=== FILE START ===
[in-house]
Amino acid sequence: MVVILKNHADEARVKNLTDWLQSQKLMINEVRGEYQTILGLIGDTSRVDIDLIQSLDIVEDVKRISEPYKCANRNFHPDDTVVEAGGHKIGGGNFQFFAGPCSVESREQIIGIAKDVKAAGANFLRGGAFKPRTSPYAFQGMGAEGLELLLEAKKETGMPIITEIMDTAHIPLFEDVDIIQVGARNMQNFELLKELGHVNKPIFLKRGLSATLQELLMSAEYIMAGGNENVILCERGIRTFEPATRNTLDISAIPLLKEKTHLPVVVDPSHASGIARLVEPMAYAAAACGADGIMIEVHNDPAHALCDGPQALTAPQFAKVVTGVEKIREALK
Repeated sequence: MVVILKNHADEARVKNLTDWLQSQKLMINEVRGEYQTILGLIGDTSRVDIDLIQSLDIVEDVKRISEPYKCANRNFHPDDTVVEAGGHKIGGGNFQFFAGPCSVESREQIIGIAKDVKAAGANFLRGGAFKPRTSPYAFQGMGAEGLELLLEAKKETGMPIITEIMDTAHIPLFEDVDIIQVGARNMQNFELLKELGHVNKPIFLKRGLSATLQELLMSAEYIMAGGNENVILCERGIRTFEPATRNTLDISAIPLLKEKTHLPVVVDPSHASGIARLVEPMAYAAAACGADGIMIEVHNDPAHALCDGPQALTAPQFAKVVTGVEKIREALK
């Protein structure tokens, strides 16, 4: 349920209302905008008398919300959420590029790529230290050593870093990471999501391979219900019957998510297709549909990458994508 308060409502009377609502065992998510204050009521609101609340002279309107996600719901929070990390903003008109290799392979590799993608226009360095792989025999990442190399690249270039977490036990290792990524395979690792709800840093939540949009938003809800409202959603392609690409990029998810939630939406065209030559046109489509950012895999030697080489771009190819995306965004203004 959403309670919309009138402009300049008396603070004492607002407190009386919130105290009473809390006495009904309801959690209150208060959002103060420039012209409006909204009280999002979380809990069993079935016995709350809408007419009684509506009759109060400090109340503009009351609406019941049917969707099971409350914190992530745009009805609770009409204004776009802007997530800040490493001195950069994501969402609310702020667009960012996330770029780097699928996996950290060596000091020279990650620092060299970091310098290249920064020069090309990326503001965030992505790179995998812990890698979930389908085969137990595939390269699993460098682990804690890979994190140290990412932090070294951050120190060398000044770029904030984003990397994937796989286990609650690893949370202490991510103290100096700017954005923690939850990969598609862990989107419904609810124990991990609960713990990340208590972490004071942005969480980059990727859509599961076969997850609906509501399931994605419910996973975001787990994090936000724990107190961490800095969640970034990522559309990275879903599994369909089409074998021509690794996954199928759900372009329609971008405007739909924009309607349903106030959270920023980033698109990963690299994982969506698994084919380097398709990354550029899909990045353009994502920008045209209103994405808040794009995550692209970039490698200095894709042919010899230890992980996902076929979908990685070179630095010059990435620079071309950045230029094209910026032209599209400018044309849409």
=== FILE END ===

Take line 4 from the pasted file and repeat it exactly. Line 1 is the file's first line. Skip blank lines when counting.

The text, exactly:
């Protein structure tokens, strides 16, 4: 349920209302905008008398919300959420590029790529230290050593870093990471999501391979219900019957998510297709549909990458994508 308060409502009377609502065992998510204050009521609101609340002279309107996600719901929070990390903003008109290799392979590799993608226009360095792989025999990442190399690249270039977490036990290792990524395979690792709800840093939540949009938003809800409202959603392609690409990029998810939630939406065209030559046109489509950012895999030697080489771009190819995306965004203004 959403309670919309009138402009300049008396603070004492607002407190009386919130105290009473809390006495009904309801959690209150208060959002103060420039012209409006909204009280999002979380809990069993079935016995709350809408007419009684509506009759109060400090109340503009009351609406019941049917969707099971409350914190992530745009009805609770009409204004776009802007997530800040490493001195950069994501969402609310702020667009960012996330770029780097699928996996950290060596000091020279990650620092060299970091310098290249920064020069090309990326503001965030992505790179995998812990890698979930389908085969137990595939390269699993460098682990804690890979994190140290990412932090070294951050120190060398000044770029904030984003990397994937796989286990609650690893949370202490991510103290100096700017954005923690939850990969598609862990989107419904609810124990991990609960713990990340208590972490004071942005969480980059990727859509599961076969997850609906509501399931994605419910996973975001787990994090936000724990107190961490800095969640970034990522559309990275879903599994369909089409074998021509690794996954199928759900372009329609971008405007739909924009309607349903106030959270920023980033698109990963690299994982969506698994084919380097398709990354550029899909990045353009994502920008045209209103994405808040794009995550692209970039490698200095894709042919010899230890992980996902076929979908990685070179630095010059990435620079071309950045230029094209910026032209599209400018044309849409």